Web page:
External dynamics and factors often also have a direct effect on fragility, making it important to acknowledge the roles played by regional and international factors in contributing to the fragility of a given society. Peacebuilding actors should, therefore, invest in research and programmes that probe and explore the impact of international and regional influences on state fragility and what can be done to mitigate and counter negative external influences such as bribery and corruption, the facilitation and encouragement of capital flight, international organised crime, exploitative industries and harmful trade and aid practices.
Stimulating and facilitating the development of resilient social institutions should also contribute to positive transformation of the relationship between the state and its people. Improving resilience implies a dynamic predicated upon two specific components: the manner in which people within a given society cooperate with one another and the ways in which these people use shared institutions to improve society as a whole.13 Such dynamic relationships between the state and its citizenry, and among the people, are comprised of interdependent relations, including both formal and informal socio-economic and political interactions and institutions. These complex systems also feature numerous intervention points and can be subjected to external influences and systematic shocks. Thus, efforts to improve resilience at local and national levels must incorporate multidimensional analyses of both the relationship between citizens and the state, as well as critical cross-cutting peacebuilding issues.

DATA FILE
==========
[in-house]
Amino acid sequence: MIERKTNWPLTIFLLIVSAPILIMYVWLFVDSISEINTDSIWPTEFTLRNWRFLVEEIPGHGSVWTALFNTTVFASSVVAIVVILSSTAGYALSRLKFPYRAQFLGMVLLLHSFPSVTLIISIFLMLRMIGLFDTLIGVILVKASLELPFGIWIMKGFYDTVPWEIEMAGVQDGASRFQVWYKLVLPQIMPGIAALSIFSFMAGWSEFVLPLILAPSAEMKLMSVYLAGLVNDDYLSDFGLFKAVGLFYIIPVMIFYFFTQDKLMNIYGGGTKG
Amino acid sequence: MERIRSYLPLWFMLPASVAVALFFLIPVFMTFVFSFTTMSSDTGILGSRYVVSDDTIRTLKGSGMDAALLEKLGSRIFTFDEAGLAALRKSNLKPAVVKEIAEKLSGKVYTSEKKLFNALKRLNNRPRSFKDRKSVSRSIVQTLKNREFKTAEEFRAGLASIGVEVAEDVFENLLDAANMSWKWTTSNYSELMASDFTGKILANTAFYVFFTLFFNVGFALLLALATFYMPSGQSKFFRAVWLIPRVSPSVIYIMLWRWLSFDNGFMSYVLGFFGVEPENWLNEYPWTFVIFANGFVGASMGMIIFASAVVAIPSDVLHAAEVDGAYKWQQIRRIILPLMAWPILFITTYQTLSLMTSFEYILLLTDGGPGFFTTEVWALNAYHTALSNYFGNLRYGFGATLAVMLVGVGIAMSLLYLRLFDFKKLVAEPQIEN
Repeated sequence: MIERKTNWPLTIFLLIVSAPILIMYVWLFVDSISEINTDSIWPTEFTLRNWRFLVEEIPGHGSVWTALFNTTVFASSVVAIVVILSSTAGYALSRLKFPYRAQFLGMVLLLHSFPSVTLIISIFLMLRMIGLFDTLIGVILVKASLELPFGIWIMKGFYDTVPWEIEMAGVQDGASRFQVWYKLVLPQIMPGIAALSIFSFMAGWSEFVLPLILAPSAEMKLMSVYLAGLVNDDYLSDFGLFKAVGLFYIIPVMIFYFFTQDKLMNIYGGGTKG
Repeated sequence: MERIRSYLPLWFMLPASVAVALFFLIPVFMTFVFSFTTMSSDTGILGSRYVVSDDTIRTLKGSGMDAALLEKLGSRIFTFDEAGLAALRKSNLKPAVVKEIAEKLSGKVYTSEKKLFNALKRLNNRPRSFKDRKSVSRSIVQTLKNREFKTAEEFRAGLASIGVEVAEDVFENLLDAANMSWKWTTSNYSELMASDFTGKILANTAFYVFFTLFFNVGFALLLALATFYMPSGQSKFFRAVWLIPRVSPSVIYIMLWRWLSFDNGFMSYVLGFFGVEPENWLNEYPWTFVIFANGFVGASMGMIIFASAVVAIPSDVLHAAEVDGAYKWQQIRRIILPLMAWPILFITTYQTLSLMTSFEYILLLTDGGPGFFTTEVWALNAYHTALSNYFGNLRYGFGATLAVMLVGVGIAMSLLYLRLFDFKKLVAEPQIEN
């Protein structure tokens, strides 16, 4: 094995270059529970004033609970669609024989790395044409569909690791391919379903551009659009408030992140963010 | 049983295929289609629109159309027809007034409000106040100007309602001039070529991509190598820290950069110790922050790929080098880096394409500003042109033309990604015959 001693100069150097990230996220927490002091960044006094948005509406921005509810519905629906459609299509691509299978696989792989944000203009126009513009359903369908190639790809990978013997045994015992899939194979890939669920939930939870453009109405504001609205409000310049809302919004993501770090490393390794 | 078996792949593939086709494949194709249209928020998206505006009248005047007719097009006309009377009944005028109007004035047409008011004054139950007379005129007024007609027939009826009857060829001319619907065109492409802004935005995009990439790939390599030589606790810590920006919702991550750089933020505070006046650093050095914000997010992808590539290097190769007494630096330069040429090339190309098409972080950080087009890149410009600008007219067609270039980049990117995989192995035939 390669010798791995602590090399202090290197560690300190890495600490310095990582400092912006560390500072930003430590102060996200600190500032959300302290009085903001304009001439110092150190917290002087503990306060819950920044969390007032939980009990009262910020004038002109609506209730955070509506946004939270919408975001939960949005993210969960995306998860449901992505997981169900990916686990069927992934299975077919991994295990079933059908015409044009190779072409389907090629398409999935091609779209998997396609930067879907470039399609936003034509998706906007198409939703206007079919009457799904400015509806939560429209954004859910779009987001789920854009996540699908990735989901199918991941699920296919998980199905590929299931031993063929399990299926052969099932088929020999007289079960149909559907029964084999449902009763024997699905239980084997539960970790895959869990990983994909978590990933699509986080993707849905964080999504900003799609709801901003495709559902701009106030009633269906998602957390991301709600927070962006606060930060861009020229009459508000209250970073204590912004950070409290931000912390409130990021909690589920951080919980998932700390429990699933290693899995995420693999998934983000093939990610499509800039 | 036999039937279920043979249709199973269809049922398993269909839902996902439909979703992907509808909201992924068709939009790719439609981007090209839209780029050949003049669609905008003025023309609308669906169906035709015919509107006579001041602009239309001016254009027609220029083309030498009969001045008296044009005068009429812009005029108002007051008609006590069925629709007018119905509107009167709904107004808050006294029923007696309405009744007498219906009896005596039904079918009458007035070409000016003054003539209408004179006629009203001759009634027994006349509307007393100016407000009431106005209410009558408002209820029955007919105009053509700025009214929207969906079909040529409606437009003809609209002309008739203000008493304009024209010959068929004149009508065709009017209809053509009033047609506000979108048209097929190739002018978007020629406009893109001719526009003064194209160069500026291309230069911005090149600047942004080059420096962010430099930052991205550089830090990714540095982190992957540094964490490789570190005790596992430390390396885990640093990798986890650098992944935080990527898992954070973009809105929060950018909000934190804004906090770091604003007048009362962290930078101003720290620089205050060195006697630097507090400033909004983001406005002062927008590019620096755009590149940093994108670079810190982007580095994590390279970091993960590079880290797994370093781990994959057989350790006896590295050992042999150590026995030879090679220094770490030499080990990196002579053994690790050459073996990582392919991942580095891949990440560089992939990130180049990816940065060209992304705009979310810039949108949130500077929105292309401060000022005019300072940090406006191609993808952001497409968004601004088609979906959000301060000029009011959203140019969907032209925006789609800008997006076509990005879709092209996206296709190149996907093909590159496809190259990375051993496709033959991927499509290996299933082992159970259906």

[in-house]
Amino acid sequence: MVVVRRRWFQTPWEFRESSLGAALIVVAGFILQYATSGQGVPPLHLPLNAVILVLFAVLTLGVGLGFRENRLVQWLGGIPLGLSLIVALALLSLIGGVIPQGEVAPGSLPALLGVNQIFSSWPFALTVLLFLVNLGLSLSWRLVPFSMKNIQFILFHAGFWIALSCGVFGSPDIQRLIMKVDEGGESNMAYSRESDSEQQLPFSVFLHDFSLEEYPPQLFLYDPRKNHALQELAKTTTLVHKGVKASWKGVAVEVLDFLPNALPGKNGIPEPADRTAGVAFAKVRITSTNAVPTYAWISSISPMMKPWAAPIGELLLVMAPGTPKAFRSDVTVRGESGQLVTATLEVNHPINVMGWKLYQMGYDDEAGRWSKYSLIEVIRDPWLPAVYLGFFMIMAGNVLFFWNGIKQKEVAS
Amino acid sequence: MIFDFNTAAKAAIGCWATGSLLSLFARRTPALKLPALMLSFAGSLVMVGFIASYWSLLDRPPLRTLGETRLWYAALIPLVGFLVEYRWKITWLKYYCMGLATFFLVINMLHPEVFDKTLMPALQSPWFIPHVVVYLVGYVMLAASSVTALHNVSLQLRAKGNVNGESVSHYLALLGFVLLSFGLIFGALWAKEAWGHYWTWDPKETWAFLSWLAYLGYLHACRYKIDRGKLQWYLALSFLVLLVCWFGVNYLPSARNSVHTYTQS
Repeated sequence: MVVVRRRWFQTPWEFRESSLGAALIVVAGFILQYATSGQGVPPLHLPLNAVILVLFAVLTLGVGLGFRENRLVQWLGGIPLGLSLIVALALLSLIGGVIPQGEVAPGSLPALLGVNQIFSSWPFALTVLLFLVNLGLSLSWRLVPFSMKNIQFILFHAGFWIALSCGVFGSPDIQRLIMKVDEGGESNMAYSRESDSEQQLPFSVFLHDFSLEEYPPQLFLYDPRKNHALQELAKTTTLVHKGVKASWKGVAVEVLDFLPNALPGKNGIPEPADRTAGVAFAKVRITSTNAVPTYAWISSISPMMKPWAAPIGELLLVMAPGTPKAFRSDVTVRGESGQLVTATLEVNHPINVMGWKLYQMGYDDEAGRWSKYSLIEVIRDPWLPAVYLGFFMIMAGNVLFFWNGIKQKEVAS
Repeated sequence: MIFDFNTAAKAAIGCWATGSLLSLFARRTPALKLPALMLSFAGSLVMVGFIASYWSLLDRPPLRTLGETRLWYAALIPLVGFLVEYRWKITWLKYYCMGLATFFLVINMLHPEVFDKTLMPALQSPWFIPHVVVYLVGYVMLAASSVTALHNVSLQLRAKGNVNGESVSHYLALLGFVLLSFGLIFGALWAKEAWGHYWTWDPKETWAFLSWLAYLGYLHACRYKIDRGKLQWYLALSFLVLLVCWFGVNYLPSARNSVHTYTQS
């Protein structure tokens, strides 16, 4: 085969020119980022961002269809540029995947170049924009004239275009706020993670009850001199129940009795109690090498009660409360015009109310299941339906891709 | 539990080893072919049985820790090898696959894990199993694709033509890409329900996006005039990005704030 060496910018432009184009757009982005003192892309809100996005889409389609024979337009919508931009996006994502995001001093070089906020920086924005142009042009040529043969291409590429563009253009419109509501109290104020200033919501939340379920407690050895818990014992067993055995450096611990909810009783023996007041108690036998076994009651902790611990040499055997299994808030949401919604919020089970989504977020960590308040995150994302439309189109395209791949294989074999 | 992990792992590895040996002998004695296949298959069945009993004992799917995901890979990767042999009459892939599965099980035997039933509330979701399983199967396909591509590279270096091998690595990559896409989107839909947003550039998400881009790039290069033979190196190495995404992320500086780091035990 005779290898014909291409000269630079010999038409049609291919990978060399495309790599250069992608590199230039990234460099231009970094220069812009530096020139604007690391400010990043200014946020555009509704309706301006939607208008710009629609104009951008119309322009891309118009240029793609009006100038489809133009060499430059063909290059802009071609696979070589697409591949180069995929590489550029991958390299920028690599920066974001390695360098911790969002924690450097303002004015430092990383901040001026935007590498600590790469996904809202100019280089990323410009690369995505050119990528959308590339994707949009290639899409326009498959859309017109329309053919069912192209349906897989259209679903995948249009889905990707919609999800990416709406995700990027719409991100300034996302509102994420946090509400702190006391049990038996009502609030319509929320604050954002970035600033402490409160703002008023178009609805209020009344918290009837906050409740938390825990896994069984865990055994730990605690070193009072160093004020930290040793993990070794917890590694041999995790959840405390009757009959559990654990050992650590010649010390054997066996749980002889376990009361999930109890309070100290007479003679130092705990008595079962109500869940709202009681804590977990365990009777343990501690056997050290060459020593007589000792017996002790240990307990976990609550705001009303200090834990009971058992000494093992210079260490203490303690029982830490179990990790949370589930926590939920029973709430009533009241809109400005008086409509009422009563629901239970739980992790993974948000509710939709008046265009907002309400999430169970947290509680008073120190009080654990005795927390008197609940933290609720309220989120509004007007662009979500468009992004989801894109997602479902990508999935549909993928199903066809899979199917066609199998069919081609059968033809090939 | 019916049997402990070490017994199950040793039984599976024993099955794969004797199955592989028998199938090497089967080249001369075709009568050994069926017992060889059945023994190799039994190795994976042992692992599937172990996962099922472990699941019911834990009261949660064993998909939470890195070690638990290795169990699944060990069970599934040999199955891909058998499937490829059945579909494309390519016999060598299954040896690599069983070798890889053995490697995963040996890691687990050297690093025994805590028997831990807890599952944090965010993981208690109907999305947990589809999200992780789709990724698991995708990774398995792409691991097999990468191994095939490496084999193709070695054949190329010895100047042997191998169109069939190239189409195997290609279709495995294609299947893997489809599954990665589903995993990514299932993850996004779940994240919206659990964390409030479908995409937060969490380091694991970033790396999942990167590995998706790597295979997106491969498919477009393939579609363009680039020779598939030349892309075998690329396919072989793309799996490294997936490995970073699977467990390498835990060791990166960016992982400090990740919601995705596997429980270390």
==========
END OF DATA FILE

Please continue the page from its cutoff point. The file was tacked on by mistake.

While it is not possible to offer an exhaustive list in the scope provided by this brief, it is important to note that there are a number of important factors that contribute to the creation of an enabling peacebuilding environment. One of these relates to how time is understood and approached, that is, the time it takes for a society to develop the social institutions it needs to manage and sustain itself without risking a relapse into violent conflict. Within scholarly and policy contexts, there is now recognition that peacebuilding is a long-term process, one which requires the sustained commitment of various actors over many years and even generations. Practitioners, researchers and policy makers are now increasingly conceptualising peacebuilding as a much more complex and long-term process than they did 20, and even 10, years ago.